Getting Technical: Methods in Neuroscience

It is an exciting time for neuroscience. The BRAIN Initiative (Brain Research through Advancing Innovative Neurotechnologies) is in the spotlight as a part of the new Presidential focus and recently received $46 million in funding grants towards its early efforts.

Aimed at revolutionizing neuroscience, the BRAIN Initiative sets out to explore the fascinating underpinnings of our three-pound enigma – the human brain! Some of its goals, among others, include:

  • Mapping out the brain at multiple scales, from micro to macro; in other words, a spatial resolution of the brain.
  • Understanding neural activity by watching the “brain in action” at both small- and large-scale levels; in other words, a temporal resolution of the brain.

Spatial Resolution

To understand the spatial resolution of the brain, let us take the example of “the spatial resolution” of Earth via Google Maps. Complex methods using satellites map out countries, while simple photographs map out streets! In much the same way, the brain can be mapped out from the level of synapses to the whole brain using a combination of techniques. Now, going back to Google maps, do you notice that when you’re zoomed far out to view the whole country, the street-level details are lost? And while on a street view, you cannot get the ‘big picture’ of the country? Similarly in brain mapping, when employing techniques like fMRI (functional Magnetic Resonance Imaging) to study the whole brain, the synapse-level events cannot be gathered; and when peering into a single neuron using single-cell recording, the entire brain’s response cannot be predicted!

Temporal Resolution

Studying the time taken by several neurochemical events in the brain is equally important in understanding its role during, say, a brain disorder or a trauma. Given the techniques in neuroscience, some small-scale methods like optogenetics and electrophysiology offer a really, really quick response time in milliseconds! While the large-scale ones like fMRI or PET (Positron emission tomography) tend to provide data in the order of minutes. This should come as no surprise to us given that these large-scale techniques clearly have more neuronal “real estate” to cover in comparison to the small-scale ones working at a smaller, cellular level.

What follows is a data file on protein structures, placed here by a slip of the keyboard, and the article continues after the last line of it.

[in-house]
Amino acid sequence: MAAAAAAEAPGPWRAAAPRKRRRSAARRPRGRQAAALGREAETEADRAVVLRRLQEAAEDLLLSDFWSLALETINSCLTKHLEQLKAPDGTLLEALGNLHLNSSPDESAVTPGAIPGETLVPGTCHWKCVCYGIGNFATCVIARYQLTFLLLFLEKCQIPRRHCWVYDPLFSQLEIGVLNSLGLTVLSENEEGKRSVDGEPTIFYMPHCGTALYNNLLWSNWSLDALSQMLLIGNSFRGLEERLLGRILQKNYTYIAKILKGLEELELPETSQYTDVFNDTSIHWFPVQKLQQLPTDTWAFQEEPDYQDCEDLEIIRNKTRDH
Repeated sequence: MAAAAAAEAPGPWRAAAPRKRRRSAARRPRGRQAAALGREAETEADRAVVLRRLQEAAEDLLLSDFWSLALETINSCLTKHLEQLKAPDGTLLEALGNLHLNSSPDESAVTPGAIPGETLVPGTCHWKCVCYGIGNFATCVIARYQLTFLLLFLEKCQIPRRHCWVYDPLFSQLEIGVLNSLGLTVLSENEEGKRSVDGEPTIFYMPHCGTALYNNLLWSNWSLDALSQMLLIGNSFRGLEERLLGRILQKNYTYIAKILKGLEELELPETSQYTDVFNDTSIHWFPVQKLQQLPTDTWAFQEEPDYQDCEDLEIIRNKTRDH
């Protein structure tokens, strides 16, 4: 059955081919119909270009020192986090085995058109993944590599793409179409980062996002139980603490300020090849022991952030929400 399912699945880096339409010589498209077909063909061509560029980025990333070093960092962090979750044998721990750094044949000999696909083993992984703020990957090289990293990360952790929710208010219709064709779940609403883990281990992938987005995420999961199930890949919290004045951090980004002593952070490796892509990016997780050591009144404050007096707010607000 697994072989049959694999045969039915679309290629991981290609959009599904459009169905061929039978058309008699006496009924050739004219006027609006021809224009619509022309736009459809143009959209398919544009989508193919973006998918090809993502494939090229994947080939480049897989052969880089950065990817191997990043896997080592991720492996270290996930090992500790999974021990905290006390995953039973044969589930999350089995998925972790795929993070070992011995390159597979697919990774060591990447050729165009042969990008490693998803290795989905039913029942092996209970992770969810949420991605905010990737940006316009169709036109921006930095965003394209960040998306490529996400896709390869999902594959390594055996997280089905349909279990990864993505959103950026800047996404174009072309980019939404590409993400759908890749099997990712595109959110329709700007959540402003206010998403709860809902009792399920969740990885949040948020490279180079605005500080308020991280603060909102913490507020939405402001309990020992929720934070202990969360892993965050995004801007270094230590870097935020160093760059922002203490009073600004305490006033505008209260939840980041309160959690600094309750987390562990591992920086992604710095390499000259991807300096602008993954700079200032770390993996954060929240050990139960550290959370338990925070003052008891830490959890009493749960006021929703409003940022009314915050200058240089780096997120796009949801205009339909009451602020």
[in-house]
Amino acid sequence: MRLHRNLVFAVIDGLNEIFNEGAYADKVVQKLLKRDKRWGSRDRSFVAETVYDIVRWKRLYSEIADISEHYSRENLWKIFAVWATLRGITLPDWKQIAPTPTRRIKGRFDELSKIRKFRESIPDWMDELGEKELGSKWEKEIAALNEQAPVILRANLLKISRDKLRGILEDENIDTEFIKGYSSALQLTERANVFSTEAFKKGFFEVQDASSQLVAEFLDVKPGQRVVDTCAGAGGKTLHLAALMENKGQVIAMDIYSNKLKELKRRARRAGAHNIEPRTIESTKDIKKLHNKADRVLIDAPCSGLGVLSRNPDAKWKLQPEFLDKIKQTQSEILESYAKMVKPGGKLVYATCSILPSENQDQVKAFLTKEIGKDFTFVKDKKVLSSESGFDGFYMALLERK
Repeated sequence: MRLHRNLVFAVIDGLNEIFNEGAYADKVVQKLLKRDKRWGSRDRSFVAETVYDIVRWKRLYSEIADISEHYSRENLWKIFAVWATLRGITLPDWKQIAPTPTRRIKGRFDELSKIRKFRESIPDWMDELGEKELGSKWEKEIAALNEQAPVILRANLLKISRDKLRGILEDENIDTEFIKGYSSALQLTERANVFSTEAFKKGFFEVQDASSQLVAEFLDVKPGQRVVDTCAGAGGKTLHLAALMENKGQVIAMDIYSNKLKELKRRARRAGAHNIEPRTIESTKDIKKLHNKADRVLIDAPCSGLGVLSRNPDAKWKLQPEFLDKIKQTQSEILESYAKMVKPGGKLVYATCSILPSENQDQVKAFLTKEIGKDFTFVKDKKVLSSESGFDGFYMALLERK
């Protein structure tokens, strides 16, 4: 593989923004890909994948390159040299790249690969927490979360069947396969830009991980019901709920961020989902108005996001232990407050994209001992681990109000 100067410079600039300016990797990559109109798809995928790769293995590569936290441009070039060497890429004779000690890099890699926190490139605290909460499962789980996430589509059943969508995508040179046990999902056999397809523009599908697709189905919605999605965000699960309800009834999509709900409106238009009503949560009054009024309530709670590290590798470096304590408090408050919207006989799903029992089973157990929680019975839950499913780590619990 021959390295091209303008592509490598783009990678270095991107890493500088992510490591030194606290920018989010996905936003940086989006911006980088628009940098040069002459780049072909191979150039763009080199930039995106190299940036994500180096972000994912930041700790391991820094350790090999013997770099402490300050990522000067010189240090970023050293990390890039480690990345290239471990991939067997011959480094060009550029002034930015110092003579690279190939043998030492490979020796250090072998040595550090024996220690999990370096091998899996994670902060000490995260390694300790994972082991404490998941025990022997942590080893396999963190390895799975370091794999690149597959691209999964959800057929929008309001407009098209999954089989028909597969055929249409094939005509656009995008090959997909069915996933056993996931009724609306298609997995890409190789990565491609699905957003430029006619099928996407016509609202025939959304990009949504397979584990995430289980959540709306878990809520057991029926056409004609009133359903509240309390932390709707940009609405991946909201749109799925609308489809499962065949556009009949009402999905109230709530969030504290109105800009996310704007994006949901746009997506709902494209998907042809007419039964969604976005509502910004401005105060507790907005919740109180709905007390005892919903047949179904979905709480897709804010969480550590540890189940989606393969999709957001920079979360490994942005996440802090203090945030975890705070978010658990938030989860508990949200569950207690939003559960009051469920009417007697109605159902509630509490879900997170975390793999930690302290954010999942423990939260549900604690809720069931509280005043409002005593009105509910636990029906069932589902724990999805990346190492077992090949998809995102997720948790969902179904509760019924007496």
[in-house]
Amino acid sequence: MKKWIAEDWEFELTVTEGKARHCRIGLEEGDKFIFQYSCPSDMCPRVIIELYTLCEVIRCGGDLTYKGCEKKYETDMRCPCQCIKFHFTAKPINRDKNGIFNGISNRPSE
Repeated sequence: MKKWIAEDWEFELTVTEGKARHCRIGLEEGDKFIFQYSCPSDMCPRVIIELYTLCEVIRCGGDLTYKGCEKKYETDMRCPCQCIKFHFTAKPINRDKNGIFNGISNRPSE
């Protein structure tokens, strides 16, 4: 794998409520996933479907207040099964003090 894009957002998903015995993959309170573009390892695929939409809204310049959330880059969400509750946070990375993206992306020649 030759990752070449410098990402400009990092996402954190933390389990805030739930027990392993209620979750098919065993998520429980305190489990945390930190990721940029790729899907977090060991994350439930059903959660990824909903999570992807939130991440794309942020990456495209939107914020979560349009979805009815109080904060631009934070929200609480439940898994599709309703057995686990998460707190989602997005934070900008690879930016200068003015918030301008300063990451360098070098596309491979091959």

The myriad of techniques employed by researchers around the world in exploring the brain each has its own benefits and shortcomings in terms of its resolution in space and time. However, a project as revolutionary as the BRAIN Initiative brings the assets from these together, enabling each technique in putting its best foot forward, propelling the field of neuroscience into the future!


Images by Jooyeun Lee.


Anita met neuroscience during her undergraduate project, and it was love at first sight. While majoring in biotechnology at the B.M.S. College of Engineering, Bangalore, she had the opportunity to learn about biochemical subtyping as a method for biomarker discovery in neurodevelopmental disorders. She then pursued a Master’s in Biochemistry and Molecular Biology at USC. During her thesis project, her interest in translational neuroscience further evolved as she studied a kinase pathway (PI3K) highly implicated in autism. She currently belongs to the Neuroscience Graduate Program at USC and works on components of the blood-brain barrier and its integrity in animal models of neurological disorders. Outside the lab, Anita is very enthusiastic about educational and scientific storytelling! Some of her parallel interests include consumer psychology and behavior.